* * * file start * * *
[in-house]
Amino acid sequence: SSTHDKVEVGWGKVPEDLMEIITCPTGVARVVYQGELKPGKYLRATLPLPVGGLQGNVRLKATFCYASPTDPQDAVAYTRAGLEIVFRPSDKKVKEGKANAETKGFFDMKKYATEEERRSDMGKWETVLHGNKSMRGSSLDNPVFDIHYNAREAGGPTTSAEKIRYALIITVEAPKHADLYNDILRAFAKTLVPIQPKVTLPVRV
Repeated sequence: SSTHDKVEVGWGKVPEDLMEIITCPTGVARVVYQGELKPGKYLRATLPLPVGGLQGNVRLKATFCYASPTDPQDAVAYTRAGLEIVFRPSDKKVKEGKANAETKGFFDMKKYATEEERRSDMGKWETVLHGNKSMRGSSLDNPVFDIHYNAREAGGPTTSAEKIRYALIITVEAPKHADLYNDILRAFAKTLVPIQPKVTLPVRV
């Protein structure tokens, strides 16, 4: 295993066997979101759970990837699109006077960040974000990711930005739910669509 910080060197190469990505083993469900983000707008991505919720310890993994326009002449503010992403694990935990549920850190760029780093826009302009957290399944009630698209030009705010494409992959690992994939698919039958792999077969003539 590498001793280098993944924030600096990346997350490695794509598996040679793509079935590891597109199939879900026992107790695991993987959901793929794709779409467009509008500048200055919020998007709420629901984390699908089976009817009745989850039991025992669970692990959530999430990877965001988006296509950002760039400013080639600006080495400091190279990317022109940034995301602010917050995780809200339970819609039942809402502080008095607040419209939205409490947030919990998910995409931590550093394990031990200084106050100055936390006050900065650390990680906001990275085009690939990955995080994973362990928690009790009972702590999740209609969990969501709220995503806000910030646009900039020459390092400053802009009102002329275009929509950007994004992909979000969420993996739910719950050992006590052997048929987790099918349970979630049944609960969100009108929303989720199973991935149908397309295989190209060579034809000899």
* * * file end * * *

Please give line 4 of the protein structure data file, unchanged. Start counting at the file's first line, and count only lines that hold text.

């Protein structure tokens, strides 16, 4: 295993066997979101759970990837699109006077960040974000990711930005739910669509 910080060197190469990505083993469900983000707008991505919720310890993994326009002449503010992403694990935990549920850190760029780093826009302009957290399944009630698209030009705010494409992959690992994939698919039958792999077969003539 590498001793280098993944924030600096990346997350490695794509598996040679793509079935590891597109199939879900026992107790695991993987959901793929794709779409467009509008500048200055919020998007709420629901984390699908089976009817009745989850039991025992669970692990959530999430990877965001988006296509950002760039400013080639600006080495400091190279990317022109940034995301602010917050995780809200339970819609039942809402502080008095607040419209939205409490947030919990998910995409931590550093394990031990200084106050100055936390006050900065650390990680906001990275085009690939990955995080994973362990928690009790009972702590999740209609969990969501709220995503806000910030646009900039020459390092400053802009009102002329275009929509950007994004992909979000969420993996739910719950050992006590052997048929987790099918349970979630049944609960969100009108929303989720199973991935149908397309295989190209060579034809000899």